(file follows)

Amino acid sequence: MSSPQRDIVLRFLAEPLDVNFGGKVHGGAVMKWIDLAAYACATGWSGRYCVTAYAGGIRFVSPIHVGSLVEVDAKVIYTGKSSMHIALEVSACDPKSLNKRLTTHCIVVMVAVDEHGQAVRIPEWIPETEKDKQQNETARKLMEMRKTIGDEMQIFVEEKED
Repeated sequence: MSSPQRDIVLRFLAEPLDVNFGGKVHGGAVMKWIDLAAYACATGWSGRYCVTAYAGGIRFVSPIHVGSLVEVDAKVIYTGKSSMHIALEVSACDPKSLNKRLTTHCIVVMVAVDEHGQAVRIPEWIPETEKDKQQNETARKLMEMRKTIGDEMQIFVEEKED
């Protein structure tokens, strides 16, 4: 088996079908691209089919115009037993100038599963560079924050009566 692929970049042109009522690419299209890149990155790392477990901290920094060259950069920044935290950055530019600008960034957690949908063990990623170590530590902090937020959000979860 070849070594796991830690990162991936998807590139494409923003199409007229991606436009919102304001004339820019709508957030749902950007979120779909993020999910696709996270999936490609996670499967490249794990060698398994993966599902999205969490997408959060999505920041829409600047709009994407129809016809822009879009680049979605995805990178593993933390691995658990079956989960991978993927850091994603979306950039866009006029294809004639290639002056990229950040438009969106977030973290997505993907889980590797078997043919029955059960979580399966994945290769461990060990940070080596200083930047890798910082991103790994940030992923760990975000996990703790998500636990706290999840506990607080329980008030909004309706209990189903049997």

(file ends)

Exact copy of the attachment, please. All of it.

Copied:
Amino acid sequence: MSSPQRDIVLRFLAEPLDVNFGGKVHGGAVMKWIDLAAYACATGWSGRYCVTAYAGGIRFVSPIHVGSLVEVDAKVIYTGKSSMHIALEVSACDPKSLNKRLTTHCIVVMVAVDEHGQAVRIPEWIPETEKDKQQNETARKLMEMRKTIGDEMQIFVEEKED
Repeated sequence: MSSPQRDIVLRFLAEPLDVNFGGKVHGGAVMKWIDLAAYACATGWSGRYCVTAYAGGIRFVSPIHVGSLVEVDAKVIYTGKSSMHIALEVSACDPKSLNKRLTTHCIVVMVAVDEHGQAVRIPEWIPETEKDKQQNETARKLMEMRKTIGDEMQIFVEEKED
């Protein structure tokens, strides 16, 4: 088996079908691209089919115009037993100038599963560079924050009566 692929970049042109009522690419299209890149990155790392477990901290920094060259950069920044935290950055530019600008960034957690949908063990990623170590530590902090937020959000979860 070849070594796991830690990162991936998807590139494409923003199409007229991606436009919102304001004339820019709508957030749902950007979120779909993020999910696709996270999936490609996670499967490249794990060698398994993966599902999205969490997408959060999505920041829409600047709009994407129809016809822009879009680049979605995805990178593993933390691995658990079956989960991978993927850091994603979306950039866009006029294809004639290639002056990229950040438009969106977030973290997505993907889980590797078997043919029955059960979580399966994945290769461990060990940070080596200083930047890798910082991103790994940030992923760990975000996990703790998500636990706290999840506990607080329980008030909004309706209990189903049997």